Great, for its FYE July 31, 1983, deducted $170,147 for travel, meals, and entertainment. Respondent reviewed $65,298.85 of the claimed amount and disallowed $19,382.46, or about 30 percent of the sample reviewed. Respondent overlooked the travel deduction for the FYE July 31, 1984, and made an error with respect to the FYE July 31, 1983, travel adjustment. Respondent's agent sampled or reviewed $65,298.85 of the $170,147 deducted for travel. The review resulted in a 30-percent disallowance rate, which the agent mistakenly applied to the $65,298.85 sample rather than the $170,147 amount claimed. For its FYE July 31, 1983 and 1984, Great deducted interest expenses in the amounts of $60,101 and $40,474, and respondent disallowed $56,516 and $28,800, respectively. The majority of the disallowance was attributable to a transaction involving Tipuani Limited Partners (Tipuani). Petitioners did not show that interest was paid in connection with the Tipuani transaction. The remainder of the claimed interest was attributable to payments on debt secured by the company airplane, which respondent allowed. Great had reported income in connection with Tipuani, and respondent reduced the $212,000 reported to $125,000. The income was attributable to forgiveness of indebtedness regarding promissory notes to Tipuani.
For its FYE July 31, 1983, Great deducted $9,654 as bad debts, and respondent disallowed $4,800 as already having been deducted as professional fees, insurance, etc. For its FYE July 31, 1983 and 1984, Great deducted $126,771 and $227,915 for airplane and pilot fees, and respondent disallowed $812 of the 1983 amount for lack of substantiation and business purpose. For 1982 and 1983, Great deducted $530,667 and $351,983 in net operating loss carryover deductions from the FYE July 31, 1982. Respondent disallowed the claimed loss deductions because Great had been the subject of an audit for years prior to those now before the Court. In a case involving the prior years which was pending before this Court, the same net operating losses were eliminated due to the parties' agreed settlement. Great had agreed to an income tax deficiency, rather than a loss, in the earlier case.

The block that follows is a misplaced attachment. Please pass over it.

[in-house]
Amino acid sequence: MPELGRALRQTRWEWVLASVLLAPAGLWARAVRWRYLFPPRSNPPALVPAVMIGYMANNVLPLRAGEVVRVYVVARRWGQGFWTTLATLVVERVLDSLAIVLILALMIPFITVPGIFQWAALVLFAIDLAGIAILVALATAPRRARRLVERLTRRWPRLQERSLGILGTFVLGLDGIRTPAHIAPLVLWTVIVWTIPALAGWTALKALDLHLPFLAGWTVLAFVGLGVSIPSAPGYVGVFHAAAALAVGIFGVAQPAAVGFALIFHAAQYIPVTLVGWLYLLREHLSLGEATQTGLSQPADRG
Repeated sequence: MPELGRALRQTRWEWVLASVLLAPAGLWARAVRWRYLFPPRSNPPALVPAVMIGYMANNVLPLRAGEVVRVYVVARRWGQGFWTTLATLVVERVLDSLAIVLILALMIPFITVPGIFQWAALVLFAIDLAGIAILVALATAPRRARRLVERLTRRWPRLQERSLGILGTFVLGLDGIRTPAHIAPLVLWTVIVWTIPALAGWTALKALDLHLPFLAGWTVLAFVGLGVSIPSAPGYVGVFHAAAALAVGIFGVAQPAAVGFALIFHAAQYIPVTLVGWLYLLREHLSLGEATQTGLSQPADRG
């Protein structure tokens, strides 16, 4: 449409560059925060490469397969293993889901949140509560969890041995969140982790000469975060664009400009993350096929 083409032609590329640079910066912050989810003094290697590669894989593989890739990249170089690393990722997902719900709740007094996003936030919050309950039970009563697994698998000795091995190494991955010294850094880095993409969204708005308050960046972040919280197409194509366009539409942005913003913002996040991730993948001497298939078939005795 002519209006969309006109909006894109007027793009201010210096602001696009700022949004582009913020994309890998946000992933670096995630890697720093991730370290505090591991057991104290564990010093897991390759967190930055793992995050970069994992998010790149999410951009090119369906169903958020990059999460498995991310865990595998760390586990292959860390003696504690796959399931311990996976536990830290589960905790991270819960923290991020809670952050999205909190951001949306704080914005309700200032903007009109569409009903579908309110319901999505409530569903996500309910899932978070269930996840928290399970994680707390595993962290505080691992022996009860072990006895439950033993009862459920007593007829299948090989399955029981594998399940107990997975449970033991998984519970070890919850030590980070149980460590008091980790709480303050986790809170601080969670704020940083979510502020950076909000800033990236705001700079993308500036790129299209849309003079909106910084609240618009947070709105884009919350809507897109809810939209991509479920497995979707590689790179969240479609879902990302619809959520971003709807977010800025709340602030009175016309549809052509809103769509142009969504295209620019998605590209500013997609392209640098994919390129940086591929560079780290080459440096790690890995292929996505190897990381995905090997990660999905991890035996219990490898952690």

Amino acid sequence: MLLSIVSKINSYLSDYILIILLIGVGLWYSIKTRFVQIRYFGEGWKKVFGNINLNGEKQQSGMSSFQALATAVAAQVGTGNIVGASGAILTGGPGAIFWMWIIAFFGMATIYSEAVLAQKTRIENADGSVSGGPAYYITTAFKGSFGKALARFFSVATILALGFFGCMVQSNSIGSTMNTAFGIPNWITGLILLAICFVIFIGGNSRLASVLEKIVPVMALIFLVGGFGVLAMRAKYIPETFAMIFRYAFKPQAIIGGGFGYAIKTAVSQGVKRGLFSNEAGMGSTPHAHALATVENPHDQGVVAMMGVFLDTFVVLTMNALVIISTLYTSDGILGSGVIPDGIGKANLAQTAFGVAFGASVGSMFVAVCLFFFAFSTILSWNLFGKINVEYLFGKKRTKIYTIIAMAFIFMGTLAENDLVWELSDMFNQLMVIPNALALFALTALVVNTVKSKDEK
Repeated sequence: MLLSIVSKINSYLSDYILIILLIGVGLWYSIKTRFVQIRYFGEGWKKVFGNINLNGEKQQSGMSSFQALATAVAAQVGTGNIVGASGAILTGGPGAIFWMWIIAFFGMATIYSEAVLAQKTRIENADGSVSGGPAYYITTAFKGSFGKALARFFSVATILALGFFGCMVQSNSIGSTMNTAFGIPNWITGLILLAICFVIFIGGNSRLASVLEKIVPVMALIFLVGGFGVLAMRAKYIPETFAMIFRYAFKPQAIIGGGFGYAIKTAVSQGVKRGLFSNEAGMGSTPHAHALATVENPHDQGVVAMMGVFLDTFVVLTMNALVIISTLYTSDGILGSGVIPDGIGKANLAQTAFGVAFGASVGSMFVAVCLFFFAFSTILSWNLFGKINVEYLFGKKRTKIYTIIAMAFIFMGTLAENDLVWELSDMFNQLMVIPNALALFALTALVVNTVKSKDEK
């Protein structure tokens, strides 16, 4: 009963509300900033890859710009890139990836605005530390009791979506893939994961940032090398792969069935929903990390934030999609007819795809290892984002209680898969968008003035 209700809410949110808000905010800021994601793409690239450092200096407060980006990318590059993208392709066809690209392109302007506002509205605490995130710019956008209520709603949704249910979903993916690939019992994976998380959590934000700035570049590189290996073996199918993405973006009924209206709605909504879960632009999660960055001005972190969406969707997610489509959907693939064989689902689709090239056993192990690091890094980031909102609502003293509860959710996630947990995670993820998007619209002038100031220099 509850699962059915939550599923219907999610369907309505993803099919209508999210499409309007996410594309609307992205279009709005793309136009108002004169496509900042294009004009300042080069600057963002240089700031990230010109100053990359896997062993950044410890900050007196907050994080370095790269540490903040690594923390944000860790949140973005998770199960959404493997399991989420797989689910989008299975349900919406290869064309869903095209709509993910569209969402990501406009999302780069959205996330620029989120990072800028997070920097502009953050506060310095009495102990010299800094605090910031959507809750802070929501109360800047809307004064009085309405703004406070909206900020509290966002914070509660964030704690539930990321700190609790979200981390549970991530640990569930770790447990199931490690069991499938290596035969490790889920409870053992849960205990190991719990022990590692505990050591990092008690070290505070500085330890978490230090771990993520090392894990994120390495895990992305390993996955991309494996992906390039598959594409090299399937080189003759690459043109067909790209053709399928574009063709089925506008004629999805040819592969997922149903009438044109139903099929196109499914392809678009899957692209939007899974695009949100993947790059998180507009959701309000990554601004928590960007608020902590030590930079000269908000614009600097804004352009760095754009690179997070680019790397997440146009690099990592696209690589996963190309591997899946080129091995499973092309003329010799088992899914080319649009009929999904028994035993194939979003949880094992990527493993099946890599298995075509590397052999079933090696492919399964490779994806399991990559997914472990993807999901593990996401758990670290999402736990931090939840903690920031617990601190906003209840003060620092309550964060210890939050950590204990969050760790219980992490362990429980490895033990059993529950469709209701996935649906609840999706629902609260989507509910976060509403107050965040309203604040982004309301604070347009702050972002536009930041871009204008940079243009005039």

ULTIMATE FINDINGS OF FACT
1. Service, for each of its 3 taxable years, is entitled to deduct 20 percent of the costs and expenses connected with the business use of the Johnsons' residence (condo) including the utilities, with the exception of the cost of telephone service, for which Service is entitled to deduct 75 percent for 1982 and 1983 and 100 percent for 1984. Service is also allowed to deduct 20 percent of the condominium association fees, rather than the 10 percent allowed by respondent.
2. Service is not entitled to deduct any expenses, depreciation, or other claimed amounts connected with the beach condo, including decorating and furnishing expenditures and association and condo fees. The $1,057 that Service claimed for 1983 as "Mortgage Service Expense" for closing costs on the beach condo is not deductible.
3. The Mercedes-Benz, Buick, and Eldorado automobiles were used one-half for business and one-half for personal purposes during the years in controversy. One-half of the amounts claimed by Service for depreciation, gasoline, and repairs and maintenance of those automobiles is deductible. It has not been shown that any portion of disallowed claimed foreign travel was deductible for business purposes of Service or Great.
4. The GMC truck was not used for business purposes during the years in controversy. No depreciation or tax credits are allowable for the GMC truck. Gasoline purchased with the AMOCO credit card within North Carolina is not deductible because it was purchased for the personal use of the GMC truck by Mr. Johnson's father.
5. Service purchased a Wanda chair from Baby Safety Industries for $225 as a gift for a business purpose. That amount is deductible for Service's 1982 tax year.
6. It has not been shown that the fur coats purchased from Dicker & Dicker of Beverly Hills during 1982 or 1983 were for a deductible business purpose.
7. Petitioners have not shown that they are entitled to any of the claimed net operating loss deductions or tax credit carryovers for the taxable years under consideration.
8. It has not been shown that the $4,500 that Service deducted for stock purchased in the name of the Johnsons' minor child was purchased for a business purpose.
9. The $56,000 that Service paid to Linda Krabill, Kent Oaks, and Ed Rector, claimed as bad debts for 1984, were all nonbusiness personal loans. It has not been shown that those loans were uncollectible as of the end of the taxable year 1984. No part of the $56,000 is deductible for the 1984 tax year.
10. It has not been shown that the legal fees claimed by Service are allowable in amounts greater than those allowed by respondent.
11. Service has not shown that it is entitled to the $1,063 deduction for "Seminar Training Program Costs" during 1982.
12. Service has not shown that it is entitled to the deductions of $2,172, $2,008, and $1,797 claimed for 1982, 1983, and 1984 for "Dues & Subscriptions and Memberships and Tuitions".